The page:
Notes for Chapter 3, Principles of Stereoscopic Vision

 

3.1 Definitions

Stereoscopic Vision – the use of binocular vision to achieve three-dimensional effects.

Enables viewing an object simultaneously from two different perspectives i.e. two aerial photos taken from different camera positions

 

Stereoscopic pair – consists of two adjacent overlapping photos in the same flight line. Need a minimum of 50% overlap, safety factor of 60% often used

 

Stereogram – cut out the part of photos in a stereopair that show some point of interest and mount them side by side (Fig. 3.1)

 

Stereoscope – a binocular optical instrument that permits viewing tow properly oriented photos to obtained the mental impression of a three-dimensional model. Four main types

 

Lens Stereoscope – two mounted magnifying lenses mounted with a separation equal to the average interpupillary distance of the human eye. (Figure 3.2) Usually adjustable. May or may not have magnification. Cheapest most convenient. Overlap may require “peeling” photos to reach area of interest

 

Mirror Stereoscope – consists of a pair of small eyepiece mirrors and a pair of larger wing mirrors, each of which oriented at a 450 angle with respect to the plane of the photos. Magnifying lenses may be attached to the eyepieces. Photos can be completely separated for viewing (no overlap) (Fig. 3.3)

 

Scanning Mirror Stereoscope – A more advanced mirror stereoscope. Has two knobs that let the viewer scan the image without moving the stereoscope or the image (Fig. 3.4)

 

Zoom stereoscopy (Fig. 3.5) provides a continuously variable in-focus magnification from 2.5 to 20 power with a single set of eyepieces. Great for viewing randomly oriented uncut film. Lenses can be adjusted.

 

3.2 Geometry of Stereoscopy

3.2.1 The Coordinate Axes

Geometry of overlapping vertical aerial photos somewhat different than geometry of  single photos: X and Y axes not defined by the fiducial marks when crab exists

 

Flight-line system of Coordinates – The X axis is the line that passes through the PP and the CPP. The Y axis is the line that passes through the PP perpendicular to the X.

 

Fiducial mark system – uses just the PP to align the axes on a single photo

 

Only if both photos are free of tilt, drift and crab will the x and y axes pass through the side fiducial marks. (Figure 3.6)

 

In a stereo triplicate the center photo may have two different sets of x and y coordinates if  aircraft does not fly a perfect line. (Figure 3.7)

 

3.2.2 Absolute Parallax

 

Why is stereoscopy possible? Images of points lying at different elevations have been topographically displaced by different amounts along the x axis on successive photos

 

The displacement is known as difference in absolute parallax.

 

Absolute parallax of a point is the algebraic difference, measured parallel to the line of flight from the corresponding y axes to the two images of the point on a stereoscopic  pair of aerial photos. (Figure 3.8) Will be used later to measure heights from aerial photos.

 

3.2.3 Flight-Line Location

 

Flight line passes through the PP of each photo.

PP of one photo located on the successive point on the photo is the Conjugate Principal Point (CPP) (Figure 3.9)

 

Connecting the PP and CPP on a photo gives the flight line. Should use the nadir in less than vertical photos, but difficult to define.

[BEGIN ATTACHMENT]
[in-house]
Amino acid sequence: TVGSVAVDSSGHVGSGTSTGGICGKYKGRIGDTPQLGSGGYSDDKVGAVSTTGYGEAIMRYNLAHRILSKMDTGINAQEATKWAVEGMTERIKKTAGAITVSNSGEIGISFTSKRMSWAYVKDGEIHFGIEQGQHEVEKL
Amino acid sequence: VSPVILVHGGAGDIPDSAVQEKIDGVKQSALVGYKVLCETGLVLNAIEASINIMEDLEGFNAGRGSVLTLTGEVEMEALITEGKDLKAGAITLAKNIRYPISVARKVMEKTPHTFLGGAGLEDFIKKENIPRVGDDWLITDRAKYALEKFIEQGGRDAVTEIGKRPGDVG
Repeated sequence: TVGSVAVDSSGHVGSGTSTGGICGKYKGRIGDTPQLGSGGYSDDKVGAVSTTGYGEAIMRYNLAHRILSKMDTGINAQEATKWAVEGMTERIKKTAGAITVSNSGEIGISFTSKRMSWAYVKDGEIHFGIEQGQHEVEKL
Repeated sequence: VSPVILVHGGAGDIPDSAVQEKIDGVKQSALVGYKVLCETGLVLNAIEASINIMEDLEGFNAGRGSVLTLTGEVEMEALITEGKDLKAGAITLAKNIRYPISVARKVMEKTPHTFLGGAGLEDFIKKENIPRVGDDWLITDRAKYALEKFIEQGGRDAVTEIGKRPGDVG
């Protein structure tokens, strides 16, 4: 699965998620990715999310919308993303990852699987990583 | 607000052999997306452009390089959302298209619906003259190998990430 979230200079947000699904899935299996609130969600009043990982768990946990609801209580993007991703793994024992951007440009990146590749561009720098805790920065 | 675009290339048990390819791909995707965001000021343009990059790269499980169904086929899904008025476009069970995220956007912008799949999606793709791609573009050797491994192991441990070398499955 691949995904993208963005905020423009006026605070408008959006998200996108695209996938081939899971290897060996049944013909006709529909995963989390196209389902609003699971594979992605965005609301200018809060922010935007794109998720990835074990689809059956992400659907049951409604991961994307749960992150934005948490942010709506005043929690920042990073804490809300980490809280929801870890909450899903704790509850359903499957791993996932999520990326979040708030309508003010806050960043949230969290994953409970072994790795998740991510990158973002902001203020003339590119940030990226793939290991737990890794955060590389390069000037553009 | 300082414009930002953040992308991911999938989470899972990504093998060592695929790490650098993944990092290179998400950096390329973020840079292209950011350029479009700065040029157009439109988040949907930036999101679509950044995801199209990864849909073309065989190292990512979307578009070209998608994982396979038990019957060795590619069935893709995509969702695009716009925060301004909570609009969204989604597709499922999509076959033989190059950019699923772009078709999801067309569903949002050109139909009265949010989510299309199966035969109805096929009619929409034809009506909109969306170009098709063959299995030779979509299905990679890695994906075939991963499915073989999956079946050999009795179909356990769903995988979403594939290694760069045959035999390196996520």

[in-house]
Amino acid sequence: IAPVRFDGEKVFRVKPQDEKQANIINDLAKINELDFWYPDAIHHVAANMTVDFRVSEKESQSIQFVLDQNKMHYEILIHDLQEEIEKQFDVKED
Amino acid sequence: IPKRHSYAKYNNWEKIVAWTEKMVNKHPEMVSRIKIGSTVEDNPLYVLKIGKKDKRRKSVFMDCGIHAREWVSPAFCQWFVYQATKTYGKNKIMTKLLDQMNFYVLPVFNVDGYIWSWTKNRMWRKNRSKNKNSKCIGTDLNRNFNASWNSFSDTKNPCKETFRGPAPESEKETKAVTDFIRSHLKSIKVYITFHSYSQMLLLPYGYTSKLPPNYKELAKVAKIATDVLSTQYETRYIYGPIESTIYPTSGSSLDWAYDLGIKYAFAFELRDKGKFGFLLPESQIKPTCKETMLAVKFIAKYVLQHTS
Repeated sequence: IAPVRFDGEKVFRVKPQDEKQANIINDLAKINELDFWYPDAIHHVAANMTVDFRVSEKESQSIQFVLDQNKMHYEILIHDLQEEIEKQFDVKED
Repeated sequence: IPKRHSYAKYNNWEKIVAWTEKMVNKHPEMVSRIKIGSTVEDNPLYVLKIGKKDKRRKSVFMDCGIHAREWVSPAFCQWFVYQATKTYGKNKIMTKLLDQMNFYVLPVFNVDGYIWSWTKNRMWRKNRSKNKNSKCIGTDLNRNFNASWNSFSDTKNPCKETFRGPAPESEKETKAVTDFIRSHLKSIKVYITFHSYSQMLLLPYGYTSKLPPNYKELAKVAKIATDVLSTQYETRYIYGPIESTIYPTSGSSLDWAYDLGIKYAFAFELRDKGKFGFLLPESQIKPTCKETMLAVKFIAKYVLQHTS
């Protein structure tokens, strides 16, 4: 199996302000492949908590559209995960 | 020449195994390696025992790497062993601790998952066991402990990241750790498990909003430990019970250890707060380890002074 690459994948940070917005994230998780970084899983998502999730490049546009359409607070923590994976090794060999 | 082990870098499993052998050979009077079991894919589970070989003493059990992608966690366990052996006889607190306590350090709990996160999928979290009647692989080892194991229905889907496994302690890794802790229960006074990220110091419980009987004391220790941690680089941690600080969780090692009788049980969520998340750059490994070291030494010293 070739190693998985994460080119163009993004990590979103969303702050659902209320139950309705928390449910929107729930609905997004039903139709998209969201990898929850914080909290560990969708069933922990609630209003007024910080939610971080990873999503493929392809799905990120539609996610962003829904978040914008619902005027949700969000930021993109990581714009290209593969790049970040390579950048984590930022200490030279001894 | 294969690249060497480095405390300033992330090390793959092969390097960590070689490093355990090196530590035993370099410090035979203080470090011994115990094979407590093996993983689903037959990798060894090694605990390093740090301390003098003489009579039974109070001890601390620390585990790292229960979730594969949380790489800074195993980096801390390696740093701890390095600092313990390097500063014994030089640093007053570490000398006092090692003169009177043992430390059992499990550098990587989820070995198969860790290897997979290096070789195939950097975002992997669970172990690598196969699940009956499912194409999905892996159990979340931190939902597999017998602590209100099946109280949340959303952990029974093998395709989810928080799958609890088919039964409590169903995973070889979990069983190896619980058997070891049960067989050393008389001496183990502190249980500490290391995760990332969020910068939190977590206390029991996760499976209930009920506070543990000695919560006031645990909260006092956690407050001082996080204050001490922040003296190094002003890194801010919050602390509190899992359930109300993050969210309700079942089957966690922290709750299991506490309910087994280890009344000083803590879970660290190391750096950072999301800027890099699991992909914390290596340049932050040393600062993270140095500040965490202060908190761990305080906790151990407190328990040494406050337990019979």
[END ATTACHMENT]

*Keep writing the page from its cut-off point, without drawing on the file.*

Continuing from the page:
3.3 Theory of Stereoscopy

 

Single eye can’t perceive depth (pencil demonstration). Need a second eye to see depth.

 

3.3.1 Accommodation and Convergence

Accommodation – the change of focus of the eye for distance

 

Convergence – when eyes focus on a nearby object they converge so that lines of sight join at the object.

 

Use the sausage exercise to make the lines of sight parallel (focus on infinity) and still see sharply. (Figure 3.10)

 

3.3.2 Depth Perception

Look at (Figure 3.11) If the left eye sees only the left image and the right eye sees only the right image, the object (Washington Monument) will appear in 3-D.

 

3.3.4 The Floating Dot Principle

 

See Figure 3.12 A dot can be made to  appear to move up and down. More when we look at object heights.

 

3.3.4 Vertical Exaggeration

Figure 3.13 Shows stereo triplicate with higher exaggeration on the right image than the left.

 

Vertical exaggeration increases with the ratio of the distance between exposures (the airbase) over the flying height above the ground Leave the math for now. Skip the slope estimator for now.

3.3.5 The Pseudoscopic Stereo Model

Accidentally reversing the two photos so that the right eye views the left and the left eye views the right. Reverses the relief of the landscape. (Figure 3.16) Sometimes done on purpose to better see drainages

 

3.4 Proper Orientation of a Stereo Model

  1. Make sure the photos are consecutively numbered and n the same flight line.
  2. Locate and mark the principal point on both photos
  3. Prick with a needle or sharp pin. Marking with a Sharpie works too.
  4. Locate and mark the CPP using stereoscopic viewing. Gives four points between the two photos
  5. Orient the photos so that all the four points are on a single straight line, separated by a comfortable  viewing distance.

 

Best if shadows fall towards you. If not rotate the photos by 180o

Once in place fasten the photos with drafting or masking tape.

 

May have to change which photo is on top if using a lens stereoscope

(Figure 3.17)

 

3.5 Stereoscopic Viewing without a Stereoscope

Skip for now.

3.6 Test for Stereoscopic Perception

(Figure 3.18)